Do you have 'sales super powers'?

Marc Thaler

LONDON – Paul Kenny kicked off his keynote address with two confessions.

A sales coach for Ocean Learning, Kenny first said he always worries about speaking at conferences. His concern is how much coaching he can do in an hour. His other admission?

“I really can’t resist an audience like this,” Kenny said Tuesday at the MAX 2014 EU Customer Conference. “People staying up all night worrying about running their own business, customer service, client support … it was an easy win for me to come and speak to you.”

Super-PowersKenny’s keynote at the Hilton Heathrow Terminal 5 hotel focused on the need for conference attendees to draft a list of useful questions. And those questions are aimed at a specific audience:

They are aimed at you, your employees. You may be suffering from a communication breakdown, as Kenny explained at the MAX 2014 U.S. Customer Conference.

“What do we need to be better at, to (beat) the competition – by a nose?” Kenny said while showing a PowerPoint image of a thoroughbred horse race decided by a photo finish.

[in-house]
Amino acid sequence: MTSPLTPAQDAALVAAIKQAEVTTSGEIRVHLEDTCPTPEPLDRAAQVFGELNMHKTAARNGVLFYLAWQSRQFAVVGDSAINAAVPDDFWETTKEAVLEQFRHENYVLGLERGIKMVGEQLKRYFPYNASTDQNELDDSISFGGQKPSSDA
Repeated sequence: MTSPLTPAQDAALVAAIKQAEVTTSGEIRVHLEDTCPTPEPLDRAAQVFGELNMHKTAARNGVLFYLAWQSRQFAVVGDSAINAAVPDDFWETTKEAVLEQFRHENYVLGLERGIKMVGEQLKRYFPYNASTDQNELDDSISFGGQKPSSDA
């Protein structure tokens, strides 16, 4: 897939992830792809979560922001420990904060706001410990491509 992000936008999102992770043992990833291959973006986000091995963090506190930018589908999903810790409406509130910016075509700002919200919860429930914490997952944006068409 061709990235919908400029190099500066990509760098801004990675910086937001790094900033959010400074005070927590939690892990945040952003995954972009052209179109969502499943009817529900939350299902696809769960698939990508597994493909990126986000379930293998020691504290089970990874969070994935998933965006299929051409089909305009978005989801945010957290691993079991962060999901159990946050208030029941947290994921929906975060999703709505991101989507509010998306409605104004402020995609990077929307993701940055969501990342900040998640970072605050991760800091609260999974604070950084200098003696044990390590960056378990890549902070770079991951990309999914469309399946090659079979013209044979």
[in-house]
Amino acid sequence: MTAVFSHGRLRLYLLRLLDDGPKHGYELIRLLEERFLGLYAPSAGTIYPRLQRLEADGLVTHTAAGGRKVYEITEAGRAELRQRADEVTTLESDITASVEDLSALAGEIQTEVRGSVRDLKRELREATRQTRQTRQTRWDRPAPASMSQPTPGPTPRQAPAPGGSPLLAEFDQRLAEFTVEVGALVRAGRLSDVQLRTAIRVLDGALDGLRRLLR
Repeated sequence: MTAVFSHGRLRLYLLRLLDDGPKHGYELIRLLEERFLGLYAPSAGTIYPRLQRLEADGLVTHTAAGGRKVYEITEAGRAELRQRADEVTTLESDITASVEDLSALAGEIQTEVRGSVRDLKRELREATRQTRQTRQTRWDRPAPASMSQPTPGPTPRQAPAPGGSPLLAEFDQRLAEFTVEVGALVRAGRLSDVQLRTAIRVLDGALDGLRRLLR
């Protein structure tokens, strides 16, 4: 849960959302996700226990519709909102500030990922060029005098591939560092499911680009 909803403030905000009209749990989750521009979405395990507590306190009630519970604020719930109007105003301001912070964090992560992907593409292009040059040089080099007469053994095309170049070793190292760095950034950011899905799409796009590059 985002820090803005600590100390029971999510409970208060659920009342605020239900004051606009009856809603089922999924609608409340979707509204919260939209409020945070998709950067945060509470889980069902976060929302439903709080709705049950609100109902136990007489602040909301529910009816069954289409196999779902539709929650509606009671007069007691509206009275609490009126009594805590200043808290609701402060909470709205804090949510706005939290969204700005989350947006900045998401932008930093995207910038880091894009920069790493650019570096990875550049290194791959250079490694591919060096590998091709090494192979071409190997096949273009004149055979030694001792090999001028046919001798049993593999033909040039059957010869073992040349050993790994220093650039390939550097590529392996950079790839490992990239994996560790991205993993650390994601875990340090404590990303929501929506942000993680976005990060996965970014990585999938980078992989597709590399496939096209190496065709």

So, how do you separate your company from competitors seeking to land the same client? Kenny said talking about the service you provide merely initiates the conversation.

“It’s how you communicate with the customer (who is) using that technology that makes the difference,” he said. “That’s why we have to be speaking about the broader, non-technical issues.”

Kenny encouraged every business leader and sales person to develop “sales super powers” or “habits that matter.” Those habits include:

  • Creative empathy – The ability to appreciate and anticipate what a customer might value and to find a way of creating value early in the sales process.
  • Dialogue – The ability to build a detailed understanding of the need behind the need.
  • Engaging stories – The ability to communicate in a meaningful, relevant and memorable way.
  • Gaining commitment – The ability to build value by getting the client to make continuous commitments to address their needs.
  • Managing resistance – The ability to add value by addressing inevitable concerns, worries and doubts in a credible way.

“It’s making them feel that they want to do business with you that really matters,” Kenny said.